Cases from Korea
The book is about the evolution and transformation of knowledge and knowledge systems in the context of cultural contact. The articles take Korea as an example and deal with the configuration, dissemination and consolidation of knowledge in certain contexts of the past and present. Combining philological and social scientific approaches, this book is the result of a joint research project of the Korean Studies institutes at Freie Universität Berlin and Ruhr University Bochum pursued between 2009 and 2014.
Marion Eggert, Eun-Jeung Lee - Introduction
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Cultural transfer processes, as well as the evolution and transformation of knowledge and knowledge systems, have been productive and rapidly growing fields of inquiry within cultural studies during the recent decades. This volume – and the whole series of which it is part – aim at combining these research trends and making them fruitful for Korean Studies, while at the same time demonstrating the richness of material that Korean culture offers for studies along these lines.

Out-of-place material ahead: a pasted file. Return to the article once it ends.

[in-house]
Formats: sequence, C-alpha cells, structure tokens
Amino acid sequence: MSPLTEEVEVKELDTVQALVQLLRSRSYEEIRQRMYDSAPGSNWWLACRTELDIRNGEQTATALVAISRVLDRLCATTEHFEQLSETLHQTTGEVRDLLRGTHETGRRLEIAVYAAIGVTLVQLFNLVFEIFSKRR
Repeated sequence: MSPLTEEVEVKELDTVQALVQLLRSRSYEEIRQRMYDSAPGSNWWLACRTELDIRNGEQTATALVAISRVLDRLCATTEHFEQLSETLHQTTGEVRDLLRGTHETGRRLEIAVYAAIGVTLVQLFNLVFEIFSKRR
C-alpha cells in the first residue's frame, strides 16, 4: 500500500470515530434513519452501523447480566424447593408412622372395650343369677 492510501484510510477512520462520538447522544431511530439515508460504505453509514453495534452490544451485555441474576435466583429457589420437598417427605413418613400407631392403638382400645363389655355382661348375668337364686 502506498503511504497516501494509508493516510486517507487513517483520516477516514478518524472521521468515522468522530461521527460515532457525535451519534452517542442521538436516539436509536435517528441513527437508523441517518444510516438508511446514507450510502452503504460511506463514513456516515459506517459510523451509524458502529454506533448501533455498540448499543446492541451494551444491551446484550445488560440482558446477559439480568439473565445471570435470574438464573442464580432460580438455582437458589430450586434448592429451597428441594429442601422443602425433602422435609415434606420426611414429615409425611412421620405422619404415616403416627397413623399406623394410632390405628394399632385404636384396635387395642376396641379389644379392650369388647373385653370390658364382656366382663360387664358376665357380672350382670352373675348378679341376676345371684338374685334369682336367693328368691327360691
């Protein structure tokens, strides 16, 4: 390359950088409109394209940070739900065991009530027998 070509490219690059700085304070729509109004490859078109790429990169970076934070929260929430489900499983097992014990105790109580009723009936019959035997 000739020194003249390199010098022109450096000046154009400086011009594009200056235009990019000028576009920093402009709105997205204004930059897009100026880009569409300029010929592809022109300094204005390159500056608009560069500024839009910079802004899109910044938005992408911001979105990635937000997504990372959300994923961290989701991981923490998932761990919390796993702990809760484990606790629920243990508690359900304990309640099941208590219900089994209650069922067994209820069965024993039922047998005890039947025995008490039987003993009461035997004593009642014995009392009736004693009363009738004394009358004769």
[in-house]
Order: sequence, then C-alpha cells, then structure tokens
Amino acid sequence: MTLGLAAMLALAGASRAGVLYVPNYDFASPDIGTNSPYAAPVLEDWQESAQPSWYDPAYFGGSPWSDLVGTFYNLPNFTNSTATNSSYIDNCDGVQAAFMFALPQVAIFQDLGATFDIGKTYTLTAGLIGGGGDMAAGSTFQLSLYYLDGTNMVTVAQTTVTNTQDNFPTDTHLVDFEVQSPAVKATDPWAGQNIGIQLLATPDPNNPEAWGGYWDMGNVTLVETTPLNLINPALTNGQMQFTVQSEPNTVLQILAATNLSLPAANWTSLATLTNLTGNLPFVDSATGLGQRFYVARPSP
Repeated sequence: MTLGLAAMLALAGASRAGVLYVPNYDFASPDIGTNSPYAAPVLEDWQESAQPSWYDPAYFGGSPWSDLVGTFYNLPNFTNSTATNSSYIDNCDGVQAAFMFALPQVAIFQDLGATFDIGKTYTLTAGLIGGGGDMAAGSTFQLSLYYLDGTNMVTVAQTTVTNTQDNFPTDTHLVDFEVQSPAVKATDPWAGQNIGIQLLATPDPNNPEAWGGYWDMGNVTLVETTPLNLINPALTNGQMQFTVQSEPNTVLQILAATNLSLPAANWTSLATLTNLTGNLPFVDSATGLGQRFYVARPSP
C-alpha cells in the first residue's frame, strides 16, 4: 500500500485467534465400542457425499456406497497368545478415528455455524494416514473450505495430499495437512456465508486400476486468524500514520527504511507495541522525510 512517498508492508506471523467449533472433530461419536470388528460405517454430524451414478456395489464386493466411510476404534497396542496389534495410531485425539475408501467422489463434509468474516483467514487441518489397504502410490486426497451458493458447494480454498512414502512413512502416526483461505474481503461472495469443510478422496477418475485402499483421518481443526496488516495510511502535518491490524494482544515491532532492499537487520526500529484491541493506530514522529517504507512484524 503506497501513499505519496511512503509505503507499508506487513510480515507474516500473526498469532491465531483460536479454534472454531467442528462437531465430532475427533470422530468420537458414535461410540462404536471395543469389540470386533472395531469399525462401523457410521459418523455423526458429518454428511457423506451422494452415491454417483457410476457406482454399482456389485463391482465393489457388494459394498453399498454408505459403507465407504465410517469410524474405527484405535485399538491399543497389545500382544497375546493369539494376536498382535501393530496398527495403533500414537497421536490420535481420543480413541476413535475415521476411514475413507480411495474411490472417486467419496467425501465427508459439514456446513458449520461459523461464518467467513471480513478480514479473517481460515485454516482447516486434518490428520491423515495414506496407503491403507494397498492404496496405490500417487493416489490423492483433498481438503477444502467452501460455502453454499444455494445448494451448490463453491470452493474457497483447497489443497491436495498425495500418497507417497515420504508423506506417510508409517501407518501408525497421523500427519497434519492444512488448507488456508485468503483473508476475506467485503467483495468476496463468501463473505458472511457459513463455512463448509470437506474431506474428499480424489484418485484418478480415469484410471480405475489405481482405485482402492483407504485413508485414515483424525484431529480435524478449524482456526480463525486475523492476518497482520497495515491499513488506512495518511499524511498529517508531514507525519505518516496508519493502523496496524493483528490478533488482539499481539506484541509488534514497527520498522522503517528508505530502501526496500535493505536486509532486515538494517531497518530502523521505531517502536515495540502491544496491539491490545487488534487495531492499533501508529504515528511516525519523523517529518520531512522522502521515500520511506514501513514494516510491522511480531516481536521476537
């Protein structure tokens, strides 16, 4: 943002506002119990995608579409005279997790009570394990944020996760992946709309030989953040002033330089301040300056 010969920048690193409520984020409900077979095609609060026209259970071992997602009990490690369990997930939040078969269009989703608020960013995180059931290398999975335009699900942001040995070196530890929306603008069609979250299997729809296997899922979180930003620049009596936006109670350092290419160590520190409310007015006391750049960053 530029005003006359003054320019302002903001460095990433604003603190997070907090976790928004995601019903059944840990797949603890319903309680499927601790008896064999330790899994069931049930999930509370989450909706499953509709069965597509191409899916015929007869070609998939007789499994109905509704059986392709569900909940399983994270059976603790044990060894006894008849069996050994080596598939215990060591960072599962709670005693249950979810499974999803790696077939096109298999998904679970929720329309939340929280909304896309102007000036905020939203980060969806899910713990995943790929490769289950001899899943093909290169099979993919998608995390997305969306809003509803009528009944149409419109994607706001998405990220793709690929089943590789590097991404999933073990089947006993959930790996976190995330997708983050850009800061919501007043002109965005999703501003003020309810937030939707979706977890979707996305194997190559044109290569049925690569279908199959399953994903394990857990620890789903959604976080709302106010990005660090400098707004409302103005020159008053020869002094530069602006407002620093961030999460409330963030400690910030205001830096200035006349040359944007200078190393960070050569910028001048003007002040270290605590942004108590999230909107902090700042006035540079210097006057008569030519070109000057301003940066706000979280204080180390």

From 2009 to 2014, the Korean Studies institutes at Freie Universität Berlin and Ruhr Universität Bochum have jointly conducted a project on “Knowledge Circulation and the Dynamics of Transformation”, generously supported by the Academy of Korean Studies, of which our volume series is the result. Our guiding assumption was that the paradigms of knowledge circulation and transformation are valuable tools for analyzing the past and present of Korean culture and society in due consideration both of its entanglements with and embeddedness in regional and global history, and of the peculiarities and specific dynamics of national and local developments.1 The concept of knowledge we employed in this endeavor is an open and inclusive one, i.e. not tied to criteria of truth or even of social validity, since cognitive contents, abilities and tools that are not widely shared can also evince transformative powers. In a series of conferences, we have combined forces with international colleagues to stake out several areas of the vast field opened up by this...
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